Unfortunately I have not been able to access the full text of the article from the Print Collector's Newsletter, and the snippet that I can view from Google Books does not show the author or title of the essay in question. However, in an email after seeing a preprint version of this article, Mark Bernstein suggested that the full reference may be Nancy Princenthal, "Artists Book Beat", Print Collector's Newsletter 23 (2) May-June, 1992. pp. 67-69. Bernstein also reports that a search in his personal email archives found numerous uses of the term "electronic literature" in the mid-nineties, suggesting that the term was in more current use than Google's record of print books would indicate. Examples include "queries from a student who was writing a dissertation on "electronic literature" at Toronto in 1995, an ad from an Italian startup that uses the term in a headline from 1995. a lead to an essay by Michael Shumate titled "Electronic Literature Comes To Duke" in the Spring 1995 issue of Duke's alumni magazine, and a lead to a "conference on electronic literature" named "Version 2.2" that was to be held in Geneva, Switzerland on May 31, 1995."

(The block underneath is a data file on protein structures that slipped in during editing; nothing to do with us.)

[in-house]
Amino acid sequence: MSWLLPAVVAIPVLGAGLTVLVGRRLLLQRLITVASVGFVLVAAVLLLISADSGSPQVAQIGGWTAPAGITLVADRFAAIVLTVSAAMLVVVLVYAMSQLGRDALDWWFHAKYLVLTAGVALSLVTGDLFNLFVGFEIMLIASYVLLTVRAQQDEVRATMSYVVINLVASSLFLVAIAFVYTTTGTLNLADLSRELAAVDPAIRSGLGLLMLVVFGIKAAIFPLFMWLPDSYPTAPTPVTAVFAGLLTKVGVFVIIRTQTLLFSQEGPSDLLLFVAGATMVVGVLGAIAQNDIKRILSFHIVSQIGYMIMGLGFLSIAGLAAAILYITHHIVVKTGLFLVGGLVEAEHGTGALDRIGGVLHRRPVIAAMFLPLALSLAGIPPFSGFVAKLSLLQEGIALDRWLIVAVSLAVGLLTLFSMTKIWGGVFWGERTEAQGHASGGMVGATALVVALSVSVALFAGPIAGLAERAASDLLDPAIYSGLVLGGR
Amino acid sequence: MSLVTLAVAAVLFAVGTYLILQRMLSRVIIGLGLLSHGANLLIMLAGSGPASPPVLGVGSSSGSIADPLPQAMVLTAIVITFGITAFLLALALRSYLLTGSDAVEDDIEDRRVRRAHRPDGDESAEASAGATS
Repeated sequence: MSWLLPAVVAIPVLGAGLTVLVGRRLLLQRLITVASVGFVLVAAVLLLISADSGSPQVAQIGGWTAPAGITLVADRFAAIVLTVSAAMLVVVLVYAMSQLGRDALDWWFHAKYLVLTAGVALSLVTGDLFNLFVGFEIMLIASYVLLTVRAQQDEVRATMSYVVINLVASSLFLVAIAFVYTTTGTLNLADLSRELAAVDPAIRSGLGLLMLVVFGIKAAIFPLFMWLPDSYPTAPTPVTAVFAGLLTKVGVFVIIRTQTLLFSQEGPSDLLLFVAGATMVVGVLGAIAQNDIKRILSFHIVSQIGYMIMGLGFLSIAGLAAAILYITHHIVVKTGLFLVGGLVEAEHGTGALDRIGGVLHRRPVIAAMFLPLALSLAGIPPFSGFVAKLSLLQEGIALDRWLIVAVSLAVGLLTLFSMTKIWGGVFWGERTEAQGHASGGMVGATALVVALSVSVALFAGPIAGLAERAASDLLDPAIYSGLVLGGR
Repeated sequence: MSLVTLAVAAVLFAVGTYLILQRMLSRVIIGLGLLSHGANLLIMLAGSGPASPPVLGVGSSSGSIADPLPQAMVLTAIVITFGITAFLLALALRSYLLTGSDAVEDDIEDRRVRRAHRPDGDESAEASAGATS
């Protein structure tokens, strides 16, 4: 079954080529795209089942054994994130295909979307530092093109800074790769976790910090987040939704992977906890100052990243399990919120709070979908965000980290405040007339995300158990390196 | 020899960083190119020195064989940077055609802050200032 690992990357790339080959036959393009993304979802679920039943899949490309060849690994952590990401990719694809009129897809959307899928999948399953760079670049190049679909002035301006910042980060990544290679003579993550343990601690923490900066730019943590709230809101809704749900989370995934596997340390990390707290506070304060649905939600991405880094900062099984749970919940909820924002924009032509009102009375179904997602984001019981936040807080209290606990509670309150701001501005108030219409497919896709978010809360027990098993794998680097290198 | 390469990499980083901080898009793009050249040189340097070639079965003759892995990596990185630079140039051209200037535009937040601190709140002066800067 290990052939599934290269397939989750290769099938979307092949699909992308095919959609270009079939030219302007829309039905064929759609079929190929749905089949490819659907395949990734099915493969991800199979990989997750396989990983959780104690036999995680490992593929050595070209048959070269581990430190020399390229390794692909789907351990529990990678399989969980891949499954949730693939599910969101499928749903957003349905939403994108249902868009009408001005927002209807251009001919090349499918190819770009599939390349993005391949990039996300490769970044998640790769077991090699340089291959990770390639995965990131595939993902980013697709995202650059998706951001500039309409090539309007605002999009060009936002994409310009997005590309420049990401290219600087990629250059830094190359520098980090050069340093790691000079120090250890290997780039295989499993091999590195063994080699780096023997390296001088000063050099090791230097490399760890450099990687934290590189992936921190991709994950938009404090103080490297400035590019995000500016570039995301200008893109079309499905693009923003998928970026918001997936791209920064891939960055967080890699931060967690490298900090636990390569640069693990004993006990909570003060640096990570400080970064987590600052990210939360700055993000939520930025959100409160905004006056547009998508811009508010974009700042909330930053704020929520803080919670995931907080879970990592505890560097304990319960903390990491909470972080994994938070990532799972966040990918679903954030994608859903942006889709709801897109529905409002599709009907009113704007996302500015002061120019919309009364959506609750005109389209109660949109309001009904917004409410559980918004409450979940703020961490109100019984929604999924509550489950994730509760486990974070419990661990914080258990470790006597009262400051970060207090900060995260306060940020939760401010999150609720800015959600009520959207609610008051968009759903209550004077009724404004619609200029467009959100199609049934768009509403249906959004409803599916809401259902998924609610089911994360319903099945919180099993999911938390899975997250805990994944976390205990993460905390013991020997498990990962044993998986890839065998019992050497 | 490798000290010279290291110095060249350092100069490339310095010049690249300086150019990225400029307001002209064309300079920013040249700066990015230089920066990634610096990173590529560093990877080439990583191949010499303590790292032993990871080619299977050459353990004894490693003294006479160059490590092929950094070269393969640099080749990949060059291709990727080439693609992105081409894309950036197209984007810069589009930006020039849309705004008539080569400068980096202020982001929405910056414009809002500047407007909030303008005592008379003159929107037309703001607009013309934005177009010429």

We have accepted all applications for contributor’s accounts from people who have any legitimate interest in the field: students, scholars and writers. We have only turned down people who are clearly spammers and have no record of engagement in the field whatsoever.
 These and other publishers all have records in the ELMCIP Knowledge Base, with some publications from each attached. We would appreciate contributions from others who know more about the period, publishers and works.
 afternoon was first presented at the ACM Hypertext conference in 1987.
 On Twitter on January 13, 2012, Mark Bernstein promised new versions of Storyspace fictions to work in Lion OS for Macs in the Autumn of 2012, and wrote that iPad versions were on their way: ”@jilltxt @stevehimmer windows: use xp compat mode. Lion: new editions will be out by fall. iPad coming too.”